Day 4 - Festival International de Jazz de Montreal, July 1, 2006
On the second portion, Lateef's playing, which on flute had been mysteriously soothing, became primal and earthy on tenor. If it is a wonder to see the almost 73-year old Shorter still playing at an unbelievable level, Lateef, at almost 86, is even more of a wonder. His tenor is strong and completely modern and the rapture of the Belmondos during his solo was evident. The remainder of the set - two tunes and an encore - was more traditional post-bop, almost swinging, but taken out by liberal use of unconventional wind instruments by Stephane Belmondo and Lateef, who is know for this. Another highlight of the set was a beautiful, if eerie, piano/Lateef tenor duet segment.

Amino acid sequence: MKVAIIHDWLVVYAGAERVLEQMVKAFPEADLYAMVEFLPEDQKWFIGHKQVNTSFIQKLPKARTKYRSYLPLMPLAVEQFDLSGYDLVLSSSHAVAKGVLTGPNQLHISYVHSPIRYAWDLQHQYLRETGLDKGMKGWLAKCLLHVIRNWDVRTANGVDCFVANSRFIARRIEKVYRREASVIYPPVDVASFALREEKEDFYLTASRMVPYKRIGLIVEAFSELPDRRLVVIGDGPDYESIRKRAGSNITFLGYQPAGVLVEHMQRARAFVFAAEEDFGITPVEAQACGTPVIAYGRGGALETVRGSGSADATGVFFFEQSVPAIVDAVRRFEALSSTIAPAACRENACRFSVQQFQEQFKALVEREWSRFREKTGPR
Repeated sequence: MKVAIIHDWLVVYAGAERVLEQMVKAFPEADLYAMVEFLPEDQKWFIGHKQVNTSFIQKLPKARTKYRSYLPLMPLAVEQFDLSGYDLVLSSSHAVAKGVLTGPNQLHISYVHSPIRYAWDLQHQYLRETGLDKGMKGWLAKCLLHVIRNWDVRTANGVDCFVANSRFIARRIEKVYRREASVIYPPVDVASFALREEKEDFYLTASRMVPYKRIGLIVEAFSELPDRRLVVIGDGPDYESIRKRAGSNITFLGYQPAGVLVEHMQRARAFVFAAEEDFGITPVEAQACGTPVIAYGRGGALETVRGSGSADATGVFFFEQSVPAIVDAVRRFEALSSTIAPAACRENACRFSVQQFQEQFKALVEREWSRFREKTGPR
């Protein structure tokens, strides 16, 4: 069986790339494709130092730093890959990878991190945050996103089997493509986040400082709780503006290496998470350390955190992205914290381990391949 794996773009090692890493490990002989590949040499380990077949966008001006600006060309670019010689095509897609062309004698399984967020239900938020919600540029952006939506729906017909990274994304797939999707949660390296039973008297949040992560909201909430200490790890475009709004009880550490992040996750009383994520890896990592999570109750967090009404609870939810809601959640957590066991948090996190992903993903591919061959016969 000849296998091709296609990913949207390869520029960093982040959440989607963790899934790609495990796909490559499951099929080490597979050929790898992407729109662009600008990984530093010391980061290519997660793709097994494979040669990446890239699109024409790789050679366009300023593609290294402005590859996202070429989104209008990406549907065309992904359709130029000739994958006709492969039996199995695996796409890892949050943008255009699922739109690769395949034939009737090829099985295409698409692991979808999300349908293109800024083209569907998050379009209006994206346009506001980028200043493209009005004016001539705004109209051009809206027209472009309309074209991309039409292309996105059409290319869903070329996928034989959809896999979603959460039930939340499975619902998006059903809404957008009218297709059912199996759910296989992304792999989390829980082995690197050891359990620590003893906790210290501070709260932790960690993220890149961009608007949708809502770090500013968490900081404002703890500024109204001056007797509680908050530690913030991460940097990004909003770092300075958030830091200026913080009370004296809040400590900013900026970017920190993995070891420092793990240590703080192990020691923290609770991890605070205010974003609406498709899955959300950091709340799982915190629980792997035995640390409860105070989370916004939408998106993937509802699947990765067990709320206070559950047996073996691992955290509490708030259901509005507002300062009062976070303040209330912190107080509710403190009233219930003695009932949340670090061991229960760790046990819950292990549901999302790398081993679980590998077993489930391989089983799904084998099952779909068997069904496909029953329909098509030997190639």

Jazz is the only musical form extant which is constantly celebrating its past and its "elder statesmen . When this celebration comes in the form of inventive and progressive players like Shorter and Lateef, still pushing the boundaries of the music they have been playing for multiple decades, it is easy to see why.